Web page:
Lately, your business has felt like those too-tight skinny jeans at the back of your closet. You feel like you’re going to bust at the seams, or that you might not be able to breathe if you start walking around. That what your business feels like too when it isn’t quite big enough to accommodate all the sales and expansion you’re experiencing. Could this mean that it’s time for a growth spurt? Here are some questions to consider to determine if you’re really ready to grow your small business.
Do You Have Processes and Systems in Place?
Growth requires heavy reliance on proven processes and systems. If you’ve been flying by the seat of your pants, making it up as you go along, you’ll want to slow your roll and spend some time defining those processes.
Where do you need processes?
- In executing your marketing efforts
- In managing your billing and accounting
- In hiring and training staff
Essentially any task that is completed over and over again would benefit from a defined process. All it takes is documenting them. Write out, step by step, what needs to happen to complete a task.
The idea is that once you grow and you’re not the one executing every task, your employees can read through the list and complete the task without your assistance.
How Much Money Does Growth Require?
Make no mistake about it: scaling your business will require funds. Whether you plan to hire additional staff to free you up to focus on strategy, you want to rent more office space, or you want to expand your product line, all of these require money.
Build out a budget to understand what your growth costs will be, as well as any ongoing increases in your monthly overhead. The idea is that growing your business will grow your revenues, which will help cover these ongoing costs, but you still need an understanding of your upfront cash outlay to cover these expenses to see if you can even afford the step up.
If you don’t yet have the funds to support growth, and you don’t want to take out a loan, make a plan to set aside a percent of your monthly profit with a game plan for when you’ll start to roll out your growth strategy. If you do decide to borrow money, a line of credit might be a good first step.
How Much Additional Staff Do You Need to Hire?
Few entrepreneurs are able to grow their small businesses without adding employees or consultants to the team. Spend some time assessing what roles and responsibilities you will need a dedicated employee to handle so that you can focus solely on your company’s growth.
Again, look at costs as well, as payroll expenses tend to be among the biggest expenses in a business. If you can only afford to hire part-time help, plan to scale slowly until revenues increase enough to justify full-time staff.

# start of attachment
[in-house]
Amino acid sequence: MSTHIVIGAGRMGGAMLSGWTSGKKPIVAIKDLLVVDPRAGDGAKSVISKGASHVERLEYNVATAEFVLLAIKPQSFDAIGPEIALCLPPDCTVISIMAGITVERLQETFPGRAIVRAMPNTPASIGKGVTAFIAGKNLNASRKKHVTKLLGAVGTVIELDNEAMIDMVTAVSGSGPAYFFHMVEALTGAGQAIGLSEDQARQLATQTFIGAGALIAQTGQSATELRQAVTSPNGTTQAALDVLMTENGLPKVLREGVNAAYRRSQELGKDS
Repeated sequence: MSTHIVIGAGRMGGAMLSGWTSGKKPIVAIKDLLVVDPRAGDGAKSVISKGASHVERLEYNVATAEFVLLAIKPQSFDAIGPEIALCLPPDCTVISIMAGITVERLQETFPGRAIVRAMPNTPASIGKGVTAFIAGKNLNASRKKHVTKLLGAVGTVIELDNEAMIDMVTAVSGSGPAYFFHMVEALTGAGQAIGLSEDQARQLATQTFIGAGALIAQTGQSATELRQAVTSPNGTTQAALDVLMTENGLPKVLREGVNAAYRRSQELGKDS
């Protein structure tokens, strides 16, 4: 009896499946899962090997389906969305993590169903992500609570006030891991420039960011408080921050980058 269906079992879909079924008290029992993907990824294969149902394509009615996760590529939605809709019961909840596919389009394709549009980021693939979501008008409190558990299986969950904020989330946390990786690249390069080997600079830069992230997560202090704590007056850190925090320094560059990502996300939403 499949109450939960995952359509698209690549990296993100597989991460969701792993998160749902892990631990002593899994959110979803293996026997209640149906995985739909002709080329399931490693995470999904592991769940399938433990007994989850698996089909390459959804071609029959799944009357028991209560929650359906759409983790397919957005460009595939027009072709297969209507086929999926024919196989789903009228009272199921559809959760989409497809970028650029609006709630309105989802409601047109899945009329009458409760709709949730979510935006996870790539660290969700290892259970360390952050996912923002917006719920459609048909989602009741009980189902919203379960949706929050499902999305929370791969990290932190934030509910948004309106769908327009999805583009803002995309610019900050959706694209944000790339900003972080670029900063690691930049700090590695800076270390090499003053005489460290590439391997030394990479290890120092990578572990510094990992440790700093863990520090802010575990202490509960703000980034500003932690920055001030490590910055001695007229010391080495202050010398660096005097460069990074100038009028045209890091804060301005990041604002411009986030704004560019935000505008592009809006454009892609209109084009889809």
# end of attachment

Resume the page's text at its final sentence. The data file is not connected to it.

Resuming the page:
Will You Upsell to Your Existing Clients or Launch a New Product Line?
What does growth look like to your business? You essentially have two options: you can leverage your existing client base by working on upselling them additional products that you already offer (a customer buys a dress, so you market a necklace and handbag to go with that dress), or you can launch an entirely new product line.
The latter will require more energy and financial investment, but could prove to be the more lucrative option, so do your research to decide which is the best strategy for long-term growth.
What Additional Technology or Equipment Will You Need?
Business growth often means you need more computers, tools, or technology, otherwise you’ll struggle to meet demand as you rapidly scale. Get a plan for how you’ll pay for anything you need to invest in, and then find the best resource and vendor for what you need to buy. Remember that leased equipment or used equipment is always an affordable option.
Do You Have the Mental Bandwidth That Growth Requires?
Beyond finding the money, hiring new employees, and getting a game plan for your business growth, you really want to make sure you’re mentally and emotionally ready for such a big step in your business’ development.
Likely, growing your business will require you to spend more time at work, which will impact your ability to spend time with your loved ones. And if you have any other major life events happening, such as moving or having a baby, you might not want to add such a large responsibility to your plate right now.
It’s important that you understand exactly how much time commitment growing your business will demand, as well as how much brain space it will eat up. It’s essentially like starting your business all over again: you will devote a ton of time to planning and executing the growth plan, until the dust settles and you can find some equilibrium once your new team members are in place.
But ultimately, growing your business is a great opportunity to grow yourself. You’ll test your boundaries, learn more and find new successes for your company.